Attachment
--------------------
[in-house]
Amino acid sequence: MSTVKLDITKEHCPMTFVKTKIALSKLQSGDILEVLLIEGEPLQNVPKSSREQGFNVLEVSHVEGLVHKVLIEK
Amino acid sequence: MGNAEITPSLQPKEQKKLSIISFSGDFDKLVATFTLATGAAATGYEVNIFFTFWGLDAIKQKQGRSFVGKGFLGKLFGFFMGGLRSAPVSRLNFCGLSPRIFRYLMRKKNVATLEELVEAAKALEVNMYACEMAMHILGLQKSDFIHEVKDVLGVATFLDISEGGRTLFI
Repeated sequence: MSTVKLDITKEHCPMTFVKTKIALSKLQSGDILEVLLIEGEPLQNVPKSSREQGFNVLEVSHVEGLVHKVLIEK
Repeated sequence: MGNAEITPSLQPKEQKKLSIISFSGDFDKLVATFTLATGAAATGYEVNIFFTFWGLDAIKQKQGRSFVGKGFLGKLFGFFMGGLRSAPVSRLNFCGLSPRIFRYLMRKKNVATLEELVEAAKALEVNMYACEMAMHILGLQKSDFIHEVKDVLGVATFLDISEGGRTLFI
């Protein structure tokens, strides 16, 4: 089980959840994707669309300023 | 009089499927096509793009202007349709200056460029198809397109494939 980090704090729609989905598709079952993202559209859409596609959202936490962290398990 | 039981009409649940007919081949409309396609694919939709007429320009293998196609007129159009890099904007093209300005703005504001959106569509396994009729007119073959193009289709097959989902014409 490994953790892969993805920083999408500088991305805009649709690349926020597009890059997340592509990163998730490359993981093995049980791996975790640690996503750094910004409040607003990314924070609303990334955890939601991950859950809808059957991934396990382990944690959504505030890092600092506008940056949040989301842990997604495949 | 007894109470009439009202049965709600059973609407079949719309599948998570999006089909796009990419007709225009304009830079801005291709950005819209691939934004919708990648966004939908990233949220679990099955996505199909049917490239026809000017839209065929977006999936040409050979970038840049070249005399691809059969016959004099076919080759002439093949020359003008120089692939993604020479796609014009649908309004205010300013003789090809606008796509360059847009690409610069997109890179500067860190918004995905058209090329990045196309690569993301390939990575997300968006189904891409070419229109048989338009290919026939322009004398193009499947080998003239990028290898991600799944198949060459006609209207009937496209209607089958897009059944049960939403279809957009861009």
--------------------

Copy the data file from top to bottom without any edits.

[in-house]
Amino acid sequence: MSTVKLDITKEHCPMTFVKTKIALSKLQSGDILEVLLIEGEPLQNVPKSSREQGFNVLEVSHVEGLVHKVLIEK
Amino acid sequence: MGNAEITPSLQPKEQKKLSIISFSGDFDKLVATFTLATGAAATGYEVNIFFTFWGLDAIKQKQGRSFVGKGFLGKLFGFFMGGLRSAPVSRLNFCGLSPRIFRYLMRKKNVATLEELVEAAKALEVNMYACEMAMHILGLQKSDFIHEVKDVLGVATFLDISEGGRTLFI
Repeated sequence: MSTVKLDITKEHCPMTFVKTKIALSKLQSGDILEVLLIEGEPLQNVPKSSREQGFNVLEVSHVEGLVHKVLIEK
Repeated sequence: MGNAEITPSLQPKEQKKLSIISFSGDFDKLVATFTLATGAAATGYEVNIFFTFWGLDAIKQKQGRSFVGKGFLGKLFGFFMGGLRSAPVSRLNFCGLSPRIFRYLMRKKNVATLEELVEAAKALEVNMYACEMAMHILGLQKSDFIHEVKDVLGVATFLDISEGGRTLFI
């Protein structure tokens, strides 16, 4: 089980959840994707669309300023 | 009089499927096509793009202007349709200056460029198809397109494939 980090704090729609989905598709079952993202559209859409596609959202936490962290398990 | 039981009409649940007919081949409309396609694919939709007429320009293998196609007129159009890099904007093209300005703005504001959106569509396994009729007119073959193009289709097959989902014409 490994953790892969993805920083999408500088991305805009649709690349926020597009890059997340592509990163998730490359993981093995049980791996975790640690996503750094910004409040607003990314924070609303990334955890939601991950859950809808059957991934396990382990944690959504505030890092600092506008940056949040989301842990997604495949 | 007894109470009439009202049965709600059973609407079949719309599948998570999006089909796009990419007709225009304009830079801005291709950005819209691939934004919708990648966004939908990233949220679990099955996505199909049917490239026809000017839209065929977006999936040409050979970038840049070249005399691809059969016959004099076919080759002439093949020359003008120089692939993604020479796609014009649908309004205010300013003789090809606008796509360059847009690409610069997109890179500067860190918004995905058209090329990045196309690569993301390939990575997300968006189904891409070419229109048989338009290919026939322009004398193009499947080998003239990028290898991600799944198949060459006609209207009937496209209607089958897009059944049960939403279809957009861009």